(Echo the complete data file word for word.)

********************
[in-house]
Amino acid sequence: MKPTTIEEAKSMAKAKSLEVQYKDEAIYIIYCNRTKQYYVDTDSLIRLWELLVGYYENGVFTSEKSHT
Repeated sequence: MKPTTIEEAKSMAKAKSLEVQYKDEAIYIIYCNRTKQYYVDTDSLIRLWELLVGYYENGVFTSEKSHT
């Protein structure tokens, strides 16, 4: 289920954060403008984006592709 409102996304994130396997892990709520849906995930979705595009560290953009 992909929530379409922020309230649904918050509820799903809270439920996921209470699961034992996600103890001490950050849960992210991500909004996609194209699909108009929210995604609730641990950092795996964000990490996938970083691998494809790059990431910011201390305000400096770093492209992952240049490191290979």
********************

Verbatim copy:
[in-house]
Amino acid sequence: MKPTTIEEAKSMAKAKSLEVQYKDEAIYIIYCNRTKQYYVDTDSLIRLWELLVGYYENGVFTSEKSHT
Repeated sequence: MKPTTIEEAKSMAKAKSLEVQYKDEAIYIIYCNRTKQYYVDTDSLIRLWELLVGYYENGVFTSEKSHT
């Protein structure tokens, strides 16, 4: 289920954060403008984006592709 409102996304994130396997892990709520849906995930979705595009560290953009 992909929530379409922020309230649904918050509820799903809270439920996921209470699961034992996600103890001490950050849960992210991500909004996609194209699909108009929210995604609730641990950092795996964000990490996938970083691998494809790059990431910011201390305000400096770093492209992952240049490191290979």